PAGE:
The weather was foul this weekend – cold, grey, miserable. No reason to leave the house and no incentive. So I did some dyeing instead. I needed to dye-paint a piece of cloth for the background for a quilt I am planning. I mixed up some dye in yellow ochre and a dark green and then mixed it to various strengths of dye. I had a piece of fabric about a metre square that was soaked in warm water and then spread out over plastic. My plastic is an IKEA shower curtain that I wipe off each time and reuse. The only problem is that it is folded into squares and these ridges cause the dye to pool. I don’t think it will be a major problem with the piece of fabric because it is going to have a lot of other pieces appliquéd on top, so the lines will be broken up and not so noticeable.
I wanted a gradation of colour from pale yellow ochre to dark green across the diagonal. I think it turned out quite well.
At the same time I also dyed another large piece of fabric a dark green.
After I’d finished painting the first piece of cloth I still had quite a bit of dye left over and it seemed to be a shame to just pour it down the sink so I did some stuff and dump dyeing. This piece turned out quite nicely. I stuffed a narrow strip of fabric into a large yoghurt pot and poured on the remains of the lightest yellow ochre dye followed by some of the green dye. I then just left it alone for about 2 hours. I do like these surprise pieces that you get this way.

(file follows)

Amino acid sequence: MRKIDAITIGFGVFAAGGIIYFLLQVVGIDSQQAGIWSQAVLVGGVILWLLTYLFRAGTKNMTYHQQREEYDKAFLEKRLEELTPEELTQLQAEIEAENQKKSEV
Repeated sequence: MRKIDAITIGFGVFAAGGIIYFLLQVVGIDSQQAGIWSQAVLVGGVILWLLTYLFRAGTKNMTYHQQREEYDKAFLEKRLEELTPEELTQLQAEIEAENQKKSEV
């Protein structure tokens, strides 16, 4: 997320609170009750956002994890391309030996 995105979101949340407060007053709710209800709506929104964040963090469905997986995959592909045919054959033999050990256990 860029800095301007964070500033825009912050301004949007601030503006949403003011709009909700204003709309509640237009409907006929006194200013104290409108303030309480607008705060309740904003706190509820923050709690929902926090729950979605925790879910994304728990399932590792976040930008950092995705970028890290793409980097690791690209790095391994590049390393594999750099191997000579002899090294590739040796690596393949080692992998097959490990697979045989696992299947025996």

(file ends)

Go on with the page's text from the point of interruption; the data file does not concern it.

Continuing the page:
The other pieces were just stuffed into the pots containing the remaining dye solutions and left to their own devices. I have two different fabrics on the go for dyeing at the moment. One lot is from IKEA and it produces the more striking markings. The fabric is crisper and the folds are more pronounced so the “ice crystal” results are much more noticeable. The other fabric is an unbleached muslin that I bought as an experiment. It shrinks a lot and doesn’t produce such nice markings when dyed. It’s also a pain to iron flat so I won’t be buying any more of it. It’s the final piece below. The subtle markings are quite nice, but it really isn’t a pleasure to work with.